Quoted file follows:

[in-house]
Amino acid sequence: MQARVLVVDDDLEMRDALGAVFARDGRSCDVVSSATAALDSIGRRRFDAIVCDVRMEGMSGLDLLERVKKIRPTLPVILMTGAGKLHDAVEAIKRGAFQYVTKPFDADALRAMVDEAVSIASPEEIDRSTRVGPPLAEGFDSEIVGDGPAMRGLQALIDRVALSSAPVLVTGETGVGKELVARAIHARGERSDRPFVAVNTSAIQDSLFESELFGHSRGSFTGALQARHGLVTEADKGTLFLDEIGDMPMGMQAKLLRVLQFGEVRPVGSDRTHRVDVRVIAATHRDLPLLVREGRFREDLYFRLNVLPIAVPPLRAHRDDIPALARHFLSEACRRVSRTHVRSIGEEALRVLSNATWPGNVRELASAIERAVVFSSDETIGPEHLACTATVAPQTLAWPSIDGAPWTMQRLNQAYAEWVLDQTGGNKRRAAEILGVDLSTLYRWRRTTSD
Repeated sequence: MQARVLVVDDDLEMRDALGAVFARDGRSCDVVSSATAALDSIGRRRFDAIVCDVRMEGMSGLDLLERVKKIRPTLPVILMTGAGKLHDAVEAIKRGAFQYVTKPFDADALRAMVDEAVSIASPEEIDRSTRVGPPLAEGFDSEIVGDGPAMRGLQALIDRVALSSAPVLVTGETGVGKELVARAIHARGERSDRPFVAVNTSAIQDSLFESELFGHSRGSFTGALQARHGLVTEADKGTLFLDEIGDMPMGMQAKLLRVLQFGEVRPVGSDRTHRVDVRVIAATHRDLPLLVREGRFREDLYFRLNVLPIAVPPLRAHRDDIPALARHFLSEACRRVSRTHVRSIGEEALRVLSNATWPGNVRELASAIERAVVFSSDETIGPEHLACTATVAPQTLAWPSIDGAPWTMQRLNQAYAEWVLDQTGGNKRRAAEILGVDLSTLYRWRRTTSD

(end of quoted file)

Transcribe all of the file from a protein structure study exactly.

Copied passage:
[in-house]
Amino acid sequence: MQARVLVVDDDLEMRDALGAVFARDGRSCDVVSSATAALDSIGRRRFDAIVCDVRMEGMSGLDLLERVKKIRPTLPVILMTGAGKLHDAVEAIKRGAFQYVTKPFDADALRAMVDEAVSIASPEEIDRSTRVGPPLAEGFDSEIVGDGPAMRGLQALIDRVALSSAPVLVTGETGVGKELVARAIHARGERSDRPFVAVNTSAIQDSLFESELFGHSRGSFTGALQARHGLVTEADKGTLFLDEIGDMPMGMQAKLLRVLQFGEVRPVGSDRTHRVDVRVIAATHRDLPLLVREGRFREDLYFRLNVLPIAVPPLRAHRDDIPALARHFLSEACRRVSRTHVRSIGEEALRVLSNATWPGNVRELASAIERAVVFSSDETIGPEHLACTATVAPQTLAWPSIDGAPWTMQRLNQAYAEWVLDQTGGNKRRAAEILGVDLSTLYRWRRTTSD
Repeated sequence: MQARVLVVDDDLEMRDALGAVFARDGRSCDVVSSATAALDSIGRRRFDAIVCDVRMEGMSGLDLLERVKKIRPTLPVILMTGAGKLHDAVEAIKRGAFQYVTKPFDADALRAMVDEAVSIASPEEIDRSTRVGPPLAEGFDSEIVGDGPAMRGLQALIDRVALSSAPVLVTGETGVGKELVARAIHARGERSDRPFVAVNTSAIQDSLFESELFGHSRGSFTGALQARHGLVTEADKGTLFLDEIGDMPMGMQAKLLRVLQFGEVRPVGSDRTHRVDVRVIAATHRDLPLLVREGRFREDLYFRLNVLPIAVPPLRAHRDDIPALARHFLSEACRRVSRTHVRSIGEEALRVLSNATWPGNVRELASAIERAVVFSSDETIGPEHLACTATVAPQTLAWPSIDGAPWTMQRLNQAYAEWVLDQTGGNKRRAAEILGVDLSTLYRWRRTTSD